Conflict and disagreement are inevitable in relationships. Anger is a natural emotion, and disagreements can be a healthy sign of difference.
Conflict usually occurs because certain needs are not being met – either within the relationship or outside of it. The object of conflict management is to ask for those needs to be met in a way that does not damage your relationship.
Here are some tips that may be useful to manage anger and reduce conflict in relationships.
1. TAKE TIME-OUTS. Disagreements are best dealt with when both parties are in a non-aroused state. Whenever possible, take a time-out to calm your body down. Techniques include breathing, relaxation and visualisation. Strong emotions of anger, grief or anxiety do not make it easy for us to access our rational faculties and so there is little benefit of trying to address disagreements in this condition – it often just escalates into insults and unintentional dagger-throwing. Both of you should respect each other’s need for a time-out. It’s not running away from the issue, but preparing yourself to deal with it in more receptive mode.
2. REFLECT INTERNALLY. Check in on yourself and ask yourself what you think the issue is about. What part you are playing in this – are you misinterpreting what your partner has said? Are you in a bad mood from something else? Are you being reasonable here? Ask yourself if you think it is an issue that is important enough to stand your ground on – can you let this go without resentment or do you need to ask your partner for something? Sometimes we argue out of habit and because it connects us (even though it is negative, at least we both get attention). Ask yourself whether you really need to take up this issue. If so, think about what exactly you need to ask for.
3. EXPLAIN. Avoid presuming that your partner should know what is wrong. Empathy is an elusive concept – it is nearly impossible for another person to truly know what you are experiencing and to give you what you want. It useful if you can ask for what you need.
4. TAKE PERSPECTIVE. There is sometimes great temptation to elevate the stakes in an argument. Threats and ultimatums are damaging to the ego and chip away at the whole of the relationship. Try and keep the argument to the specific issue rather than make the whole relationship at risk. Avoid ‘if you do this one more time…’ ‘I can’t take this any more, I’m leaving’… Each of you should know that however unpleasant this disagreement is, it will not touch the relationship. If the relationship is to end, it should be decided separately to a heated argument.
5. TRY TO PERSONALIZE. The conversation is best approached from a personal angle, rather than blaming your partner. If your partner hears criticism he/she will want to defend himself/herself rather than address the issue. Try and use ‘I feel…’, ‘It hurts me when…’, ‘I would really like it if…’, rather than ‘you make me feel…’, ‘when you do that….’. Try also to avoid generalization such as ‘you always do that..’, ‘you never think…’ – it is certainly hurtful and is usually inaccurate.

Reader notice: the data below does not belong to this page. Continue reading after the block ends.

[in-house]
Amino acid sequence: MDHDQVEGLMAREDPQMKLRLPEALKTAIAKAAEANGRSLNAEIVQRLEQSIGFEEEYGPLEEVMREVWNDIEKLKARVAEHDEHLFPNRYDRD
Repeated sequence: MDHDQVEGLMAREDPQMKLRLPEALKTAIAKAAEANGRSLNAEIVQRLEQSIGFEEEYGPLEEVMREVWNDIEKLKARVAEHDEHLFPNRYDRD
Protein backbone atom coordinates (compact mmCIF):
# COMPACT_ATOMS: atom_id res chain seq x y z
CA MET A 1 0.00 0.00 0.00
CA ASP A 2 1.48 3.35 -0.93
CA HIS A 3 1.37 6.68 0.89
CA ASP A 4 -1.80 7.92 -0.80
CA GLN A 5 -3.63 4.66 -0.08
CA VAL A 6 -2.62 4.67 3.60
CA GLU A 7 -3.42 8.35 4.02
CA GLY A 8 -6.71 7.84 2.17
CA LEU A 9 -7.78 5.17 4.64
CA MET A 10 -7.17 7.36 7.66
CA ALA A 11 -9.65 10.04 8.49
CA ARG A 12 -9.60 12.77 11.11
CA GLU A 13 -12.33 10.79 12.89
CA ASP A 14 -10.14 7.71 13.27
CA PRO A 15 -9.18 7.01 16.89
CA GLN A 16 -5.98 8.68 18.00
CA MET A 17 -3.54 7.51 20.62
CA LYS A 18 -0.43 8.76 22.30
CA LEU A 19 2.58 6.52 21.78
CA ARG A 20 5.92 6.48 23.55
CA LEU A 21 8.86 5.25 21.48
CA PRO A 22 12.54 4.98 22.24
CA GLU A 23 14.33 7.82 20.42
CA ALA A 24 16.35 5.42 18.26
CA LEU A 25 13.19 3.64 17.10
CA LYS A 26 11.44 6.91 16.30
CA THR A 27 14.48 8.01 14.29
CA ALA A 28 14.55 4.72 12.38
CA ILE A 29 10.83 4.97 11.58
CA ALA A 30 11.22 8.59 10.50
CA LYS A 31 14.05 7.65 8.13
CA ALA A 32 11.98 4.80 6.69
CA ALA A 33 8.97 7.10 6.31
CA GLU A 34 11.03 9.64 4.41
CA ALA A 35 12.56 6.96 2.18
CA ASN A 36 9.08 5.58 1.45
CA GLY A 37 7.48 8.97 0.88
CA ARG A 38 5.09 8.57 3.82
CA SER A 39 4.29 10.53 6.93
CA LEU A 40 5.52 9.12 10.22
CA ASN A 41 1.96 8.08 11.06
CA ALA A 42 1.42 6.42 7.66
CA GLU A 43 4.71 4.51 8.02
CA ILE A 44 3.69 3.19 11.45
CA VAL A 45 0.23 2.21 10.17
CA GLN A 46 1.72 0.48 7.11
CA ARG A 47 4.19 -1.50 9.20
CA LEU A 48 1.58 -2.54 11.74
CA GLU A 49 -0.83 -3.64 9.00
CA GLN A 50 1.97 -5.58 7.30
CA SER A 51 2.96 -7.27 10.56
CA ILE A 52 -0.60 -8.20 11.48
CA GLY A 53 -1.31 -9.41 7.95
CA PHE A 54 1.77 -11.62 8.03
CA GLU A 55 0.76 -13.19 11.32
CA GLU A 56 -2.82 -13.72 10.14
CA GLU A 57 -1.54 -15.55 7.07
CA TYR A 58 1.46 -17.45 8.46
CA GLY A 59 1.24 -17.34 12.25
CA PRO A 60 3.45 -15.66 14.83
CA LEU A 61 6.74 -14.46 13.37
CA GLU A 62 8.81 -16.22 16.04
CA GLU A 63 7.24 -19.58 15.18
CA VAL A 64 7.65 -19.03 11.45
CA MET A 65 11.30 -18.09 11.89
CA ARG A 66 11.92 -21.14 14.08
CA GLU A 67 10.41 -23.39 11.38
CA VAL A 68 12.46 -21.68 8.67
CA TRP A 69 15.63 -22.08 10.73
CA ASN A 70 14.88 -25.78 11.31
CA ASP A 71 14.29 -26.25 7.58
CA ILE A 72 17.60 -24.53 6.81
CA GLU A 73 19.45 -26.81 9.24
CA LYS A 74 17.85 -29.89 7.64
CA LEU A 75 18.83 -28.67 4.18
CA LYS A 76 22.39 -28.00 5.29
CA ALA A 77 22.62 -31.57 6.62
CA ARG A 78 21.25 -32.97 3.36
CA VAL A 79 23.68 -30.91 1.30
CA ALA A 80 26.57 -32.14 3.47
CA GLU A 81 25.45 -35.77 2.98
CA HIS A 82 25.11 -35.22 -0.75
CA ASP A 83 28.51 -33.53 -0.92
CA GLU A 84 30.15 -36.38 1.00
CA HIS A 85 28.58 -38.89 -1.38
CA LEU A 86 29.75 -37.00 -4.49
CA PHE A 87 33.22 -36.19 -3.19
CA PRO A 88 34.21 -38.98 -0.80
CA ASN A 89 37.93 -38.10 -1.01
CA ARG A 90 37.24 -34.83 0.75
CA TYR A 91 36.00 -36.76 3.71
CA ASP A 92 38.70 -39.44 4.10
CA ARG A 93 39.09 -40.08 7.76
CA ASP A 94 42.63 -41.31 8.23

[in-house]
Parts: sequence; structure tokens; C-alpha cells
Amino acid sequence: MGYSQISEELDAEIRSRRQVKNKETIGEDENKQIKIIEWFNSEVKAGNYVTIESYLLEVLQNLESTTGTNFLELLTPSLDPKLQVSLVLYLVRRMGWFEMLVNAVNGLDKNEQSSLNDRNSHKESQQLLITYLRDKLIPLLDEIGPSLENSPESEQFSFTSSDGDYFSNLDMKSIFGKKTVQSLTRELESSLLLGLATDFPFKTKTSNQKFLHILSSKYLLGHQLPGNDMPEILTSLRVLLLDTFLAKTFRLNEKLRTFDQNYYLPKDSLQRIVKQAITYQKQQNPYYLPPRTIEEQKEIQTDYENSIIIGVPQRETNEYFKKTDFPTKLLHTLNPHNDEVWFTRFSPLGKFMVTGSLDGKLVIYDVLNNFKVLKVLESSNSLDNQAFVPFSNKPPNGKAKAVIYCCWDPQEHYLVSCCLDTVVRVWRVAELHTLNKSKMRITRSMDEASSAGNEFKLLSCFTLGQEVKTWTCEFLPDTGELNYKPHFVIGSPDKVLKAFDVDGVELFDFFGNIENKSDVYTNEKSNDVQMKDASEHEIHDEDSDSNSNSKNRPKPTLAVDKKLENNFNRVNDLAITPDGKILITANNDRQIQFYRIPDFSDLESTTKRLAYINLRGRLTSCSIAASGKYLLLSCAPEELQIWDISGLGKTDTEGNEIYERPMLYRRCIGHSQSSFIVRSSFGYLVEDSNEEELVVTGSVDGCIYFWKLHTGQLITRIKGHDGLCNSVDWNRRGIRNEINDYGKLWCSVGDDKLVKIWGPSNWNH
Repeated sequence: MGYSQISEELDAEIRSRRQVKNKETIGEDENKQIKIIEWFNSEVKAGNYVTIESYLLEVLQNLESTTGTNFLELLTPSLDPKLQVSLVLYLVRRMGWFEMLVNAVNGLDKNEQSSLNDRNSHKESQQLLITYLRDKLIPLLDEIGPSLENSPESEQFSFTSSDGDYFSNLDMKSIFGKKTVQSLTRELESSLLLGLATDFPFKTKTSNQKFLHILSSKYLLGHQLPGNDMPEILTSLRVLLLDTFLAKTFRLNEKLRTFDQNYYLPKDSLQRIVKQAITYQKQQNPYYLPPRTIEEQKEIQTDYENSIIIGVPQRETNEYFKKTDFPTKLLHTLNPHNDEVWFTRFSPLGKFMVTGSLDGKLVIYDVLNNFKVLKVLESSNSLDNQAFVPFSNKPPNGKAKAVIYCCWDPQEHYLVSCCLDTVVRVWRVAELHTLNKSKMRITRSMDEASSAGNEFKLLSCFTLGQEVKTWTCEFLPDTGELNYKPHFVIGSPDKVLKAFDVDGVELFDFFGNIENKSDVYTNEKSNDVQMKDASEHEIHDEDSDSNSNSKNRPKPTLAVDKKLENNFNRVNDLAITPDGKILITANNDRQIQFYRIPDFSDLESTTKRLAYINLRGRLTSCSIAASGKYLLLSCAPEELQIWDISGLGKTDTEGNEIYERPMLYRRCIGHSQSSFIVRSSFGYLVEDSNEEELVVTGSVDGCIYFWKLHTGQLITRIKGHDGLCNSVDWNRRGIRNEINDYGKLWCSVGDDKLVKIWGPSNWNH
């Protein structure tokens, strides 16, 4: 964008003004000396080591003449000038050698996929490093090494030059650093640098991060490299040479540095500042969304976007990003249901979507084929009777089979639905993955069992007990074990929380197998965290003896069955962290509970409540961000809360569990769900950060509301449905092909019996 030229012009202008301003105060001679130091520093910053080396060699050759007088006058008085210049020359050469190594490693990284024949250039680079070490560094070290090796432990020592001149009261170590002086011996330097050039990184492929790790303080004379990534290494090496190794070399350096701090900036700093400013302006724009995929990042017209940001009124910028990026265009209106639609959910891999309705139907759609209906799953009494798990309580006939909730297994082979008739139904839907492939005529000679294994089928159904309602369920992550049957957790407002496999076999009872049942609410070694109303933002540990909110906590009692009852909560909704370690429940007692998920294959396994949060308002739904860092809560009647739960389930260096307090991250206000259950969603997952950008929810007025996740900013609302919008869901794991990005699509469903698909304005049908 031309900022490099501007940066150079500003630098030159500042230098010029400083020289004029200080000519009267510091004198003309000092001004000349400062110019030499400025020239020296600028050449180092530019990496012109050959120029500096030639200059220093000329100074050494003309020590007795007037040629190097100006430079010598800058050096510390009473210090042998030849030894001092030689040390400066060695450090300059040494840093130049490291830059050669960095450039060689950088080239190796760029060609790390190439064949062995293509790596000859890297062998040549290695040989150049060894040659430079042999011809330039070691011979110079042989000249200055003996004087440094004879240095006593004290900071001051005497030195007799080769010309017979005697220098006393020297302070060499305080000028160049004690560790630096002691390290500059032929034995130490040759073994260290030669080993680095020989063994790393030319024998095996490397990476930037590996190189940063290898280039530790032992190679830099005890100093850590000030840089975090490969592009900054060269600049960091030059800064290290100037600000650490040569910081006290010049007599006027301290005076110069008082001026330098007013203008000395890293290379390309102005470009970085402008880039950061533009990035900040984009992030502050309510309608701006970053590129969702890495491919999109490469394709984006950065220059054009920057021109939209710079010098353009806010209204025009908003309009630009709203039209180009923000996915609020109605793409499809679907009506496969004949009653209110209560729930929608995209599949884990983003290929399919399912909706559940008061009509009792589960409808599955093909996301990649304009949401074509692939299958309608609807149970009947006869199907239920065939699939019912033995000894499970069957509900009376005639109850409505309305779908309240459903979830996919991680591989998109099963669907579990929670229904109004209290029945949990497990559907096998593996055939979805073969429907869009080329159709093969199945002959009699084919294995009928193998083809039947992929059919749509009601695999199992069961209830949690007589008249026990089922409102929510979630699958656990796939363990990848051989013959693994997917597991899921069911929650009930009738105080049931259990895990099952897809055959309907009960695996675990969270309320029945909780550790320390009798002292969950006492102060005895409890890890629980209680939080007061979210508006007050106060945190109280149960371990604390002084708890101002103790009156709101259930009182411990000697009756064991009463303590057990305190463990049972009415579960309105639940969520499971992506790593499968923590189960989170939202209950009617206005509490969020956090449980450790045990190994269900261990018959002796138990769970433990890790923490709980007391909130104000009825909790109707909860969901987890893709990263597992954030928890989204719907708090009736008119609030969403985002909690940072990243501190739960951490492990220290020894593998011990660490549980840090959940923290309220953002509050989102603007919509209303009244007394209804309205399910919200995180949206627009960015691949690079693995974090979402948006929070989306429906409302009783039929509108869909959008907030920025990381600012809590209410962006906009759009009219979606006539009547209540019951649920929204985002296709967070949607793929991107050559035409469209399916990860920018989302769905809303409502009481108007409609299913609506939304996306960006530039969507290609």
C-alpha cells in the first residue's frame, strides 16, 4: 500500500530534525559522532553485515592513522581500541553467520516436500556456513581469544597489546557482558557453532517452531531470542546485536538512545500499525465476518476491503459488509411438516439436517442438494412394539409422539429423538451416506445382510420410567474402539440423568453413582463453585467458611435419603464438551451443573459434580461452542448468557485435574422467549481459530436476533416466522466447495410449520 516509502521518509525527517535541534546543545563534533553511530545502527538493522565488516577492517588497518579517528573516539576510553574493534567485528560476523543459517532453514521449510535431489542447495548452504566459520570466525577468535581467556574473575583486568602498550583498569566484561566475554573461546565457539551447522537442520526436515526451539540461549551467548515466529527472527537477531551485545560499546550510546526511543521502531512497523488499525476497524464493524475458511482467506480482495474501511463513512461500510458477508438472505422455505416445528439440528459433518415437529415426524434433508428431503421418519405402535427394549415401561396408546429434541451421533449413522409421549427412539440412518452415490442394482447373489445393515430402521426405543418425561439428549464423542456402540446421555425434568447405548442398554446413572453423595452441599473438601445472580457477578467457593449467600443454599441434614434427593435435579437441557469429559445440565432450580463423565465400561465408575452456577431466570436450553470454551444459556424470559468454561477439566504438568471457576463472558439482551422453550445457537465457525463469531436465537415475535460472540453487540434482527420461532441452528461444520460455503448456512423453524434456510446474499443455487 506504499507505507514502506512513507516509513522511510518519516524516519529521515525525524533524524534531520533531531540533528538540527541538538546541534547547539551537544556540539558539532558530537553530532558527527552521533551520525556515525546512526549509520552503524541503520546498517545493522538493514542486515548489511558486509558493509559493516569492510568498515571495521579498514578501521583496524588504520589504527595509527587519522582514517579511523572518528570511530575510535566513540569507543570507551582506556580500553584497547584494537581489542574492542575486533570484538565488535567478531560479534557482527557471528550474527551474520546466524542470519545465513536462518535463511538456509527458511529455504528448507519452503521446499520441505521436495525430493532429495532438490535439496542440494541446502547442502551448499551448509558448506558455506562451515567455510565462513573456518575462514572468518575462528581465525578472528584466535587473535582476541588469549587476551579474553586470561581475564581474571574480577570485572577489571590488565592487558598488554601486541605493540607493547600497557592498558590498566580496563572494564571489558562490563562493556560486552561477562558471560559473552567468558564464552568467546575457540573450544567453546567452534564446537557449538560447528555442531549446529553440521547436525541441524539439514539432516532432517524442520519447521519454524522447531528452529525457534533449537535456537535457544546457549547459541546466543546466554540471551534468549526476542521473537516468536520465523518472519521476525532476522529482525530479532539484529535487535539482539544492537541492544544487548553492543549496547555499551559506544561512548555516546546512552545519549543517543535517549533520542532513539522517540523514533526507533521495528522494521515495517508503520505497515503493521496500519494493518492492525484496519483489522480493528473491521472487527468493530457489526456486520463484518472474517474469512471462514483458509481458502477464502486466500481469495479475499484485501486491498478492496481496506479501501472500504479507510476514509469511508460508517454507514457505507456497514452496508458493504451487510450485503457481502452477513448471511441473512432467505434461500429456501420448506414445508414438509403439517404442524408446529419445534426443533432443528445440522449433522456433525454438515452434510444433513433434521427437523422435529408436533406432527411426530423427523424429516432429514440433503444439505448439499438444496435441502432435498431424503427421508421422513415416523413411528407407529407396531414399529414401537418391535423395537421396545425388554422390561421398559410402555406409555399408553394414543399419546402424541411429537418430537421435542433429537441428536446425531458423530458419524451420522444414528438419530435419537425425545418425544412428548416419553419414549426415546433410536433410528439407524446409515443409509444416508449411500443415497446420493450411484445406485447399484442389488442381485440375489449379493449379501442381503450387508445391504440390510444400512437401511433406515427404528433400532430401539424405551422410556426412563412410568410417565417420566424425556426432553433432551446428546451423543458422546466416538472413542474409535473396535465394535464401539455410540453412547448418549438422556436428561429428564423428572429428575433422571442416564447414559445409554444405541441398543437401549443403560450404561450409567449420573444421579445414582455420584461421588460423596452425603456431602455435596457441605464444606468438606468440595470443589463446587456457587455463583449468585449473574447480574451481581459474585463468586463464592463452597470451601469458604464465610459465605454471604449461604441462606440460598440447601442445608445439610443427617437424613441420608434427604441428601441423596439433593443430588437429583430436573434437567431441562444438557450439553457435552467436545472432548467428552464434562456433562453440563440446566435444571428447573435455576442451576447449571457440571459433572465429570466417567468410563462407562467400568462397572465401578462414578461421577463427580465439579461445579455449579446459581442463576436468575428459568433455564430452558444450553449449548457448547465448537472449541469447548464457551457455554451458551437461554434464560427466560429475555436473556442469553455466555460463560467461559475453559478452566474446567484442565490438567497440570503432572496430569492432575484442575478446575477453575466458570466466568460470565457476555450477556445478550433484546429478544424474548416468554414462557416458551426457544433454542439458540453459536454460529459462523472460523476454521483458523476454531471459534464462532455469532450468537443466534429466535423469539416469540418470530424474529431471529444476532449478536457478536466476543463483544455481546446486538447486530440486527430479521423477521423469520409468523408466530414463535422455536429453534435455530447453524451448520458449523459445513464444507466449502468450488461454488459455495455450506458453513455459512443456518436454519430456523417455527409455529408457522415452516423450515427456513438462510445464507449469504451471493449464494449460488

6. OWN UP TO MISTAKES. It is not a weakness to accept that you have acted out of line. Owning up to faults and mistakes is helpful to both parties, so long as it is not done out of martyrdom or for manipulative effect. Apologising early can save a lot of unnecessary conflict.
7. INCLUDE SOMETHING POSITIVE. When putting your point across, it brings good results if you can refer to something positive as well. The discussion is unlikely to be rosy, but if you can draw on aspects that you do like, it will make your partner less tense and combative. Putting across negative points in a humorous way can also work. Humour doesn’t mean your partner is trivialising the issue, rather it makes it easier for him/her to confront an issue.
8. FOCUS ON THE PRESENT. By clinging to the painful memory of a past event (no matter how distressing it was) you are impeded from living in the present. You are entitled to a period of grieving and are allowed to make your needs clear to your partner. Long-held resentment will tarnish a relationship. Try not to use past events as ammunition. Even though it might be a recurring issue, the current disagreement should address the here and now.
9. AIM TO BE HAPPY, NOT TO BE RIGHT. The purpose of approaching conflict is to get to maximum results for both of you. When you argue to win (by point-scoring), the gain is short-term and mostly leaves you feeling worse. When you argue to ask for your needs to be met, it is still unpleasant, but you are working to building better conditions for both of you.
10. AGREE TO DISAGREE. You are entitled to ask your partner to help meet your needs, but it is not your job to get your partner to come around to seeing the world as you do. It is fruitless to try to convert them to your philosophy of life. Differences should be embraced – including different sets of interests and activities. Finally, it is not up to your partner to fulfil all of your needs, they also have to be met internally and with other people (family, friends).
Note: The above tips represent a set of tools to manage anger and reduce conflict in relationships. They are not easy to incorporate, but with practice, your relationship will hopefully improve. If these self-help tips do not have any effect, or seem too difficult to adopt, you may benefit from more in-depth psychotherapy to examine the underlying causes of your anger (which may be related to personality difficulties and earlier history). If you or your partner’s anger escalates into physical or emotional abuse, then it is strongly advised that you seek help from a third party or external organisation.
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